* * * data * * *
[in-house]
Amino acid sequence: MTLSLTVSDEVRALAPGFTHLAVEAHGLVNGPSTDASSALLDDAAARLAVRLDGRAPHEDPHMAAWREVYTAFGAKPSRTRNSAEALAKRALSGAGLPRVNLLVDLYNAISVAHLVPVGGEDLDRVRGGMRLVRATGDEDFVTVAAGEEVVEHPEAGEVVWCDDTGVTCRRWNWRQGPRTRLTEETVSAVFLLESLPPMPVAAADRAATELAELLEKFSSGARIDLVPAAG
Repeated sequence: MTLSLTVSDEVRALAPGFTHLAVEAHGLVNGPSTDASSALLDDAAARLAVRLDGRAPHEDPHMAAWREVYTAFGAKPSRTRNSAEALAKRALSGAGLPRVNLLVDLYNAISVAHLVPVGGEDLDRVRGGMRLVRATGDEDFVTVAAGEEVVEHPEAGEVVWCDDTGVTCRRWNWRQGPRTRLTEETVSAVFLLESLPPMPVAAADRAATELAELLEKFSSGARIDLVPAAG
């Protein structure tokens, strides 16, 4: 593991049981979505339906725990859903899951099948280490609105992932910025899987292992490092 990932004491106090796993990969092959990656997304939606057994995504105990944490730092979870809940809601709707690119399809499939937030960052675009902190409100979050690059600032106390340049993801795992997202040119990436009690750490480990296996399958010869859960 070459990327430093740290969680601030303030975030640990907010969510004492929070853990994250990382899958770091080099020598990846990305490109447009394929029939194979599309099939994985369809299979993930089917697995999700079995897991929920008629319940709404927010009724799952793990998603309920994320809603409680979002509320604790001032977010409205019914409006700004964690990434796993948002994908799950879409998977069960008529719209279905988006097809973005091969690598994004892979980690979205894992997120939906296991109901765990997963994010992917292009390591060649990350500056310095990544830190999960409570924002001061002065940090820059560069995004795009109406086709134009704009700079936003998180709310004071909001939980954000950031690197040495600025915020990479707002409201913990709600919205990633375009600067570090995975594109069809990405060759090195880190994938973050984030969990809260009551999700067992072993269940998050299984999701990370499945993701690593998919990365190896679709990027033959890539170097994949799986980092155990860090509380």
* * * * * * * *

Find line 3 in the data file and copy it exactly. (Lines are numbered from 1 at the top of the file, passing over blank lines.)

Repeated sequence: MTLSLTVSDEVRALAPGFTHLAVEAHGLVNGPSTDASSALLDDAAARLAVRLDGRAPHEDPHMAAWREVYTAFGAKPSRTRNSAEALAKRALSGAGLPRVNLLVDLYNAISVAHLVPVGGEDLDRVRGGMRLVRATGDEDFVTVAAGEEVVEHPEAGEVVWCDDTGVTCRRWNWRQGPRTRLTEETVSAVFLLESLPPMPVAAADRAATELAELLEKFSSGARIDLVPAAG